Angel Reyes III Distracted Driving

Texting-and-Driving-082113-300x169Texting while driving will soon be illegal in Texas.

Gov. Greg Abbott announced Tuesday that he has signed HB 62, approving the state’s first ban on handheld communications by motorists. It brings an end to more than a decade of efforts by some lawmakers, notably State Rep. Tom Craddick, R-Midland, and State Sen. Judith Zaffirini, D-Laredo, to reduce potentially deadly driver distractions on the road.

Previous attempts at texting bans either failed to get out of the legislature or fell to the governor’s veto pen.

Texas will join at least 47 other states that have similar laws when the ban takes effect Sept. 1. After then drivers may not use a phone to “read, write, or send an electronic message while operating a motor vehicle unless the vehicle is stopped.”

Texting would be punishable by a fine of up to $99 for first-time offenders and $200 for repeat offenses. The ban covers texting only, not other Internet use such as map applications.

To gain support in the Senate where some questioned the bill’s specifics, Zaffirini changed the proposal to carve out exemptions making it legal to use a phone to control a car’s stereo system and to access a mapping program.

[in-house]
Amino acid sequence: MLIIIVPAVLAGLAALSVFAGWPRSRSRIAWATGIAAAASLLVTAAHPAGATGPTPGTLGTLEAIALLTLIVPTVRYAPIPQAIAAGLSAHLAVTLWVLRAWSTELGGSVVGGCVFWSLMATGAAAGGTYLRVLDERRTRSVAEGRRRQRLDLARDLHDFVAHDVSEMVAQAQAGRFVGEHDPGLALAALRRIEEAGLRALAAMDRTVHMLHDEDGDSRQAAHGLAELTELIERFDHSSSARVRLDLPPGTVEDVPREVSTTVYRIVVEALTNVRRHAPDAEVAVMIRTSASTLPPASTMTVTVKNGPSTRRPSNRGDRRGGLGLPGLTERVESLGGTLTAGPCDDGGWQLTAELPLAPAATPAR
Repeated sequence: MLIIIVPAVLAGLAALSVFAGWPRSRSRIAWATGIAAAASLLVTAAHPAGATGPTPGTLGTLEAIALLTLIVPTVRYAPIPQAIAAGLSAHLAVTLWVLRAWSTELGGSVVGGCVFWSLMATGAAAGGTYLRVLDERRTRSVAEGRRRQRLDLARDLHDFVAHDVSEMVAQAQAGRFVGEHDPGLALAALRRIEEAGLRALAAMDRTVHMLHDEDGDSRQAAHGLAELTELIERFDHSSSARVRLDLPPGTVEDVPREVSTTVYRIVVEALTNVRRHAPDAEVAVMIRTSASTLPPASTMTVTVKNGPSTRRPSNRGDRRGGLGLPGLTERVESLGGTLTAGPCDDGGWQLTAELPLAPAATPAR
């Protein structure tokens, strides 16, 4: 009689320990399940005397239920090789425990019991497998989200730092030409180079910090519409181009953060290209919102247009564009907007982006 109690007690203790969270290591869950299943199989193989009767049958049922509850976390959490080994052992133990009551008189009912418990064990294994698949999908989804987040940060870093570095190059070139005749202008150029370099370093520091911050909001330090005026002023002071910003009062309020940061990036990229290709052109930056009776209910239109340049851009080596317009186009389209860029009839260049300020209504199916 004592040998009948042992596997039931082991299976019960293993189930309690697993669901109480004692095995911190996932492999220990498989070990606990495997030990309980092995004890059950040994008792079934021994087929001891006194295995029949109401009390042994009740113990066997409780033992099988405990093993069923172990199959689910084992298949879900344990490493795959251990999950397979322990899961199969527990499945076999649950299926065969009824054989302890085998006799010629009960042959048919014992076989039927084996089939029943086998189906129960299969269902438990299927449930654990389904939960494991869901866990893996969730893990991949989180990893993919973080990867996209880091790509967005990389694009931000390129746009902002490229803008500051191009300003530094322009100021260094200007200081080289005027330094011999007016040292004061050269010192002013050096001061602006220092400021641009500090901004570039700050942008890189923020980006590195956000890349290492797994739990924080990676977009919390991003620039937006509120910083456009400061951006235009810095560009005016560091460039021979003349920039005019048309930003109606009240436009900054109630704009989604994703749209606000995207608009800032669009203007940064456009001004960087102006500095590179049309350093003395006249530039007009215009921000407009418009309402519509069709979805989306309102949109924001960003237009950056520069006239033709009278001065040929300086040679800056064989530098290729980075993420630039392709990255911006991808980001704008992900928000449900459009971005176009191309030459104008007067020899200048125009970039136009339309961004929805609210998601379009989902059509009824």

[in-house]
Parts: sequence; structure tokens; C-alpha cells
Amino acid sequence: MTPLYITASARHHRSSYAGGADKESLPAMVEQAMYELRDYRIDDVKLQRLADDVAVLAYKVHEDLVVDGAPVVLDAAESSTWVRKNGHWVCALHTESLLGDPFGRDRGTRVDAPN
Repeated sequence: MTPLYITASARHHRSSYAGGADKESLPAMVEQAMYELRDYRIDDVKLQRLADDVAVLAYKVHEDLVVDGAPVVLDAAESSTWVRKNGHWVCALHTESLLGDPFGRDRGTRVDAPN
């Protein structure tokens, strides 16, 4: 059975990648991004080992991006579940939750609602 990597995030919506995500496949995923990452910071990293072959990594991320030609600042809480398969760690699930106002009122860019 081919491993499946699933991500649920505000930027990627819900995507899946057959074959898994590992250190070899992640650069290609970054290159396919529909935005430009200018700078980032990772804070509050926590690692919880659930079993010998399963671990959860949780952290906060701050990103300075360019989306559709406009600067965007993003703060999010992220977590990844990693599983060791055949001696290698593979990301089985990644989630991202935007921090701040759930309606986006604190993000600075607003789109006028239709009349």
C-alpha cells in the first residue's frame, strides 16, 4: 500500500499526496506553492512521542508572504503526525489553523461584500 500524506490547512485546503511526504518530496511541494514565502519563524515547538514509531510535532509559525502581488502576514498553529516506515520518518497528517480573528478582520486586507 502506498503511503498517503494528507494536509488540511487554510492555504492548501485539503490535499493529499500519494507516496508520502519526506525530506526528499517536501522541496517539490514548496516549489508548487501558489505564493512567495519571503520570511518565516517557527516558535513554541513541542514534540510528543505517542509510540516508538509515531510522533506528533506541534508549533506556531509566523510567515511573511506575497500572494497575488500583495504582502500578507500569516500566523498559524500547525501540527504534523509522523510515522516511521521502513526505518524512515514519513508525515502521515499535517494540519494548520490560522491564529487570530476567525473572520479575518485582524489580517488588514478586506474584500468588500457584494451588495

Texas was one of four states without a general texting ban behind the wheel. According to the Texas Department of Transportation, 455 people were killed and more than 3,000 seriously injured in the state last year in vehicle crashes related to distracted driving.

This is the fourth session in a row house bill author State Rep. Craddick has tried to pass such a ban. Former Gov. Rick Perry vetoed a similar proposal in 2011, calling it a “governmental effort to micromanage the behavior of adults.”

Abbott hesitated for several days before signing the bill, prompting speculation that he was undecided on the ban.

The governor announced that he had signed the bill at a press conference Tuesday, when he also announced a series of priorities for a special legislative session to start July 18. Among those priorities is further work on the ban, which Abbott said “did not fully achieve my goals.”

“I was not satisfied with the law as it was written,” Abbott said Tuesday. “Now that Texas does have a statewide ban on texting and driving, I am calling for legislation that fully pre-empts cities and counties from any regulation of mobile devices in vehicles. We don’t need a patchwork quilt of regulations that dictate driving practices in Texas.”

Previous Post Next Post